By Azera Parveen Rahman
Urvashi Jena’s house is re-built every year. Every year, when floods ravage their settlement – Billasahi – in the coastal district of Bhadrak in Odisha, the water peels away the earthen walls of the house, leaving behind only the bamboo frame. Cyclones, which have become “more frequent than ever before” wreak further havoc, shaking the house to the core, sometimes taking the thatched roof along with it. “In the last 10 years, the roof of our house has been overturned thrice by cyclones,” Urvashi said as she led us to her home through a narrow pathway from the main road.
Signs of devastation remain
We crossed four other houses – Billasahi has five houses in total – to reach Urvashi’s home at the end of that lane. Ten years ago, the five families were re-settled here from a nearby village by the district administration. Monsoons were way behind – it was winters – when we visited and yet, all the houses still bore a clear water line on their walls indicating the height up to which the flood waters had risen. Urvashi led us to the veranda of her partially concrete house where her brother, Binod Jena, his wife Kanaklata, her mother and sister sat around. “We have to repair our house every year. The flood waters come inside the house taking away most of the earth with it,” he said, pointing at the broken mud steps.
In May 2019, when Cyclone Fani lashed Odisha, particularly the coastal areas like Bhadrak district near the landfall suffered heavy losses. Houses like the Jenas’ weren’t spared. “We had to spend Rs 10,000 on repairs,” Binod, the sole bread-earner of the family said. It was a big amount for the family. Binod works as a farmer on a two-acre land taken on lease. This means that he has to give half of his paddy harvest as payment to the land owner. “These frequent floods and cyclones, like Bulbul (cyclone that affected this district last November), cause a lot of loss. For an additional income-source, I operate a small tent house (providing music system and other provisions for celebrations on rent),” Binod said.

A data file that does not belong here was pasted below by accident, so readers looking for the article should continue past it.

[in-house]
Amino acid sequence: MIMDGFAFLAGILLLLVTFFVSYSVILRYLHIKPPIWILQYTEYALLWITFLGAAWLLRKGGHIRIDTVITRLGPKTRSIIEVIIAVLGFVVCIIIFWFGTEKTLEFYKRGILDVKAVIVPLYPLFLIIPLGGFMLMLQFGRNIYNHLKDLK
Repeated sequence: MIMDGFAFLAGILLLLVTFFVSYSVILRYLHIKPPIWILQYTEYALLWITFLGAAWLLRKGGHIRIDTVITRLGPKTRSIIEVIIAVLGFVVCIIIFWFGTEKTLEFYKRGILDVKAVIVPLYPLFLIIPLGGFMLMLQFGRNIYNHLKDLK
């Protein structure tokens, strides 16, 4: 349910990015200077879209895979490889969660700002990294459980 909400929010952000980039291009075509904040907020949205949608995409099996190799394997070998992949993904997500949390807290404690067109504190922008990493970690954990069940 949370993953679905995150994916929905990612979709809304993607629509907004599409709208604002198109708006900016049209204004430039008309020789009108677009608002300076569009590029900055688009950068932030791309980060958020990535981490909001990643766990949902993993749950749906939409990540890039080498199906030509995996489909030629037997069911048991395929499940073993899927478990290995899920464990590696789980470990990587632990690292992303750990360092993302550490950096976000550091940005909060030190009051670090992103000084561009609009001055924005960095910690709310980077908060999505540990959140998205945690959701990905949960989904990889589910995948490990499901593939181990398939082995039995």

High costs of building a safe haven
But the family had had enough of this annual house repair and corresponding expenditures. They decided to put in all their savings to make their house “stronger” by re-building it in concrete. “I had to pawn my gold jewellery to the local moneylender in order to help in the house construction,” Kanaklata, Binod’s wife, said. There is a government housing scheme for economically weaker families like the Jenas and although they are “on the list” they haven’t been able to avail it till now. The family therefore decided to go ahead with the construction on their own “instead of waiting and suffering more losses in the meantime”. “It’s been two years since I gave up my jewellery, but we haven’t been able to repay the loan and get it back,” Kanaklata said, “The house is also not complete. The roof is yet to be done but at least the walls are stronger,” Binod added. After this, they led us inside one of the two rooms. Kanaklata pointed at a high shelf. “That’s where we keep our things when the floods come,” she said, “We just take a set of clothes and go to the school to sleep.” The school being referred to is the government primary school a few steps away where the administration opens up the classrooms during natural disasters like floods and cyclones for families like the Jenas’ to take refuge.
Recovering, only to face another disaster
Like the Jenas’, each of the family in the Billasahi settlement had a similar story to tell. Sartilata, one of their neighbours, showed us the devastation left behind by Cyclone Fani. A portion of the thatched roof of her mud house was completely destroyed and all that remained of the walls was the bamboo frame. The consequent floods had peeled away much of the mud later in the year. “I remember how while running to the school during the cyclone (for refuge), a big tree fell near my foot. My neighbour was behind me and she pulled me back,” Sartilata said, “My life was saved. But I haven’t been able to repair my house till now.” The government does provide compensation for rehabilitation during natural disasters, but Sartilata said that she is yet to receive it.
Sukranti Jena, another neighbour, said that they feel the impact of the floods long after the waters have receded. “Our mud floor is always damp,” she said, “The broken roof, the wet floor, the crack on the walls – hardly do we recover from one loss before another disaster comes our way. More than the cyclone, I fear the floods. It comes every year and has been turning more and more merciless.”